TEMPLE — Representatives of a global renewable energy company will hold an information session Monday to discuss a possible wind farm on land owned by two property owners in Temple.
The Franklin County town has a wind energy systems ordinance that effectively prohibits the development of industrial-scale wind projects, but the ordinance could be amended or overturned with another town vote.
The informational meeting is scheduled for 6:30 p.m. Monday at the Town Office, on Temple Road.
Selectwoman Jean Mitchell said Friday that the company, Renewable Energy Systems, told selectmen in December it was considering a wind development but did not provide any details about the project.
“As selectmen, we felt we had the duty to put this information out to the citizens of the town,” she said.
The meeting is only an information session, Mitchell emphasized. RES has not submitted any application to the Planning Board and no vote will be taken at the session, she added.
“Some people are really passionate about this, so we anticipate there will be a lot of questions,” Mitchell said. A citizens’ petition to change the ordinance is required to put the issue to voters at town meeting, she added.
A phone message left at the Washington, D.C., headquarters of RES was not returned Friday. According to its website, the company’s Americas wing has been in business since 1997 and has built more than 80 projects and 600 miles of overhead and transmission lines.
Voters in 2012 passed an ordinance to regulate wind energy systems in Temple that prevents the construction of large, utility-scale projects. Residents authorized a moratorium on wind projects in 2011 while a town committee developed the ordinance.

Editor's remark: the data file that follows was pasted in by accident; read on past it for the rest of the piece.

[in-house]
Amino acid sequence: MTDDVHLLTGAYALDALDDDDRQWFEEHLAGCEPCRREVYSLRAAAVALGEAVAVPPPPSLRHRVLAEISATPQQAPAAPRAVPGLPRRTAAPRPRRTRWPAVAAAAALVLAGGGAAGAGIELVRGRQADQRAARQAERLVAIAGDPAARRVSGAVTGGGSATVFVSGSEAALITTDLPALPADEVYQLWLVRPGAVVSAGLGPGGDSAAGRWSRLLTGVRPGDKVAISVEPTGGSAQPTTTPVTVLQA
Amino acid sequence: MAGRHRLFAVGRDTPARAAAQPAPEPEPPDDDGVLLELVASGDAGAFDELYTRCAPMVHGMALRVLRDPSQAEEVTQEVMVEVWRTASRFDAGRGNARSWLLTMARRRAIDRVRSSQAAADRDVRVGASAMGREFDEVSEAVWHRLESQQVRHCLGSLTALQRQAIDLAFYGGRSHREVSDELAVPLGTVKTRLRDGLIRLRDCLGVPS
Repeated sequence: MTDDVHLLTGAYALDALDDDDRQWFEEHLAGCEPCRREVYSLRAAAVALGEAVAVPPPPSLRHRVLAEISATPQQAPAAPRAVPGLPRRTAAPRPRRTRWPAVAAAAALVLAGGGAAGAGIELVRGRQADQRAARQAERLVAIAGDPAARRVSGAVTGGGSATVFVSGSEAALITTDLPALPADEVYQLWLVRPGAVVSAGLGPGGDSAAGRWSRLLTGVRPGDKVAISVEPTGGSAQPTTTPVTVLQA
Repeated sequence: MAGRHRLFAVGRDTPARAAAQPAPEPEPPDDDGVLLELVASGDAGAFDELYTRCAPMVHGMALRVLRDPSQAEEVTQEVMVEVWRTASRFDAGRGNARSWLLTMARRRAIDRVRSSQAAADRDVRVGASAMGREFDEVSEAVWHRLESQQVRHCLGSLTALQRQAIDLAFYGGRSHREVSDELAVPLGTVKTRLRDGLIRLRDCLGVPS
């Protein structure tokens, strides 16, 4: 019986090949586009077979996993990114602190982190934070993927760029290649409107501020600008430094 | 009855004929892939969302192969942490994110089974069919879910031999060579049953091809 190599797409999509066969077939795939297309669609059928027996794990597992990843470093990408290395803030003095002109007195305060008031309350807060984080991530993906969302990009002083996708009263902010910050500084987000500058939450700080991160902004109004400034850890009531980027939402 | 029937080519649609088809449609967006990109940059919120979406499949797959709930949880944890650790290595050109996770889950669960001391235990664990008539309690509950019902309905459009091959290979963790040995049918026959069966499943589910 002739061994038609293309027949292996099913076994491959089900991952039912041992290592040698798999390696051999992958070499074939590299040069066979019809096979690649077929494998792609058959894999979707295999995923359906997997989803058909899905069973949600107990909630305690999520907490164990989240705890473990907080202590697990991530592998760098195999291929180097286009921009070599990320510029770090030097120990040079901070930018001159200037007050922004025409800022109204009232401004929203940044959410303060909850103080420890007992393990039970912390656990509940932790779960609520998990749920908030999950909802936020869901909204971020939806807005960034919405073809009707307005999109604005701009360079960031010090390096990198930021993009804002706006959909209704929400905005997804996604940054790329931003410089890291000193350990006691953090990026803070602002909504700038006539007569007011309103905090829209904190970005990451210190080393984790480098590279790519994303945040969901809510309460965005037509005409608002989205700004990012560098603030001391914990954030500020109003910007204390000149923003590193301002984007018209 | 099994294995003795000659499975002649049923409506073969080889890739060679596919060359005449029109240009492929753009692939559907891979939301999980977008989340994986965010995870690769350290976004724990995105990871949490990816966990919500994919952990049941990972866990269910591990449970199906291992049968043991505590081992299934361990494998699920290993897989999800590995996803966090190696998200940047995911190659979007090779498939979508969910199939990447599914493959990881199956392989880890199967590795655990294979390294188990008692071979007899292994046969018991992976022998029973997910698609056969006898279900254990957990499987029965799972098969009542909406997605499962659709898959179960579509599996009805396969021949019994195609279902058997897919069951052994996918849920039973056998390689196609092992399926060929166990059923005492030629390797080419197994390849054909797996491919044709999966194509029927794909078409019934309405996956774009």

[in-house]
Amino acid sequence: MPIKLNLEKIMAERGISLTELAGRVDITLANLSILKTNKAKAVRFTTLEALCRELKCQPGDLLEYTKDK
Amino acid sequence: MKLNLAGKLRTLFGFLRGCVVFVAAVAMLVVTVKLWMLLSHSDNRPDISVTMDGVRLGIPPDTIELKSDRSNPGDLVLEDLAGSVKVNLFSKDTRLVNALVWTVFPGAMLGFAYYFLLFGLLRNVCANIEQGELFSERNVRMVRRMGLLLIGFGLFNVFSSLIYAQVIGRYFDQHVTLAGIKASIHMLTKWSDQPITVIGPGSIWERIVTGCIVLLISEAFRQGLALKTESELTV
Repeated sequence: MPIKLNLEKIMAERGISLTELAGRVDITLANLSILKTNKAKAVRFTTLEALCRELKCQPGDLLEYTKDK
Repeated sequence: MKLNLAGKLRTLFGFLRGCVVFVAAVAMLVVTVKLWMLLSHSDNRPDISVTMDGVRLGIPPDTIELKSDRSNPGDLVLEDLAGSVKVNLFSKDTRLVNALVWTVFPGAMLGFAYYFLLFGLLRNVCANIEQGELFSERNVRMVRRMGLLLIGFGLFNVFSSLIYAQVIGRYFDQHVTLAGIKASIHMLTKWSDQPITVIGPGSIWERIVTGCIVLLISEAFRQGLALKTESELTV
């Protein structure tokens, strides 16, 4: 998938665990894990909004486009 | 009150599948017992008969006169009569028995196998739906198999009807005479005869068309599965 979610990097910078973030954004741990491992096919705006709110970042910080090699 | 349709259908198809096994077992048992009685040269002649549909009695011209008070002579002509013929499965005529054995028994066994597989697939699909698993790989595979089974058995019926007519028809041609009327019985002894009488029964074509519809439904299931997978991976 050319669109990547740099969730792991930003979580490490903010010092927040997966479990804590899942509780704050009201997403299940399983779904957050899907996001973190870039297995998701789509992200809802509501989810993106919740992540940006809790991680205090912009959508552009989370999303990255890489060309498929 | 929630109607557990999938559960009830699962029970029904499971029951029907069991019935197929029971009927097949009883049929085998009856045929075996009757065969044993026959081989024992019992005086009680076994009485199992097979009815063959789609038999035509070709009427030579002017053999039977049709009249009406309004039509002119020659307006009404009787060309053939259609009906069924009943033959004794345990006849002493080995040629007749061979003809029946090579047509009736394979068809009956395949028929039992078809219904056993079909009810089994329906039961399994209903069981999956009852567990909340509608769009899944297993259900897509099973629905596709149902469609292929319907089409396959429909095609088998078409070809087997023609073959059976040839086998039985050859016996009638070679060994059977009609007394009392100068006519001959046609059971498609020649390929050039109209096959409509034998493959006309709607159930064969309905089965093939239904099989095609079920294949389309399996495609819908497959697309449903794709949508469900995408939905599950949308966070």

The town rules limit wind tower height to 140 feet from the ground to the tip of the highest turbine and allows no more than 50 kilowatts of energy production per lot.
Utility-scale wind turbines are significantly larger than what is allowed under Temple’s ordinance. According to data from the U.S. Energy Information Administration, wind farms in Roxbury Notch, north of Rumford, have turbines that are more than 400 feet tall and generate 2.3 megawatts of power.
Steve Kaiser, a member of the committee that drafted the ordinance, said Friday that it had strong support within the community.
Kaiser said he thinks RES is testing the waters to see if the town may now be receptive to a commercial wind farm.
“It’s all theoretical. If they pose that the response might be, ‘No, thank you very much,’ or they might decide to challenge the town’s ordinance,” he said.
“They are looking to find out how the town feels about these things,” Kaiser added.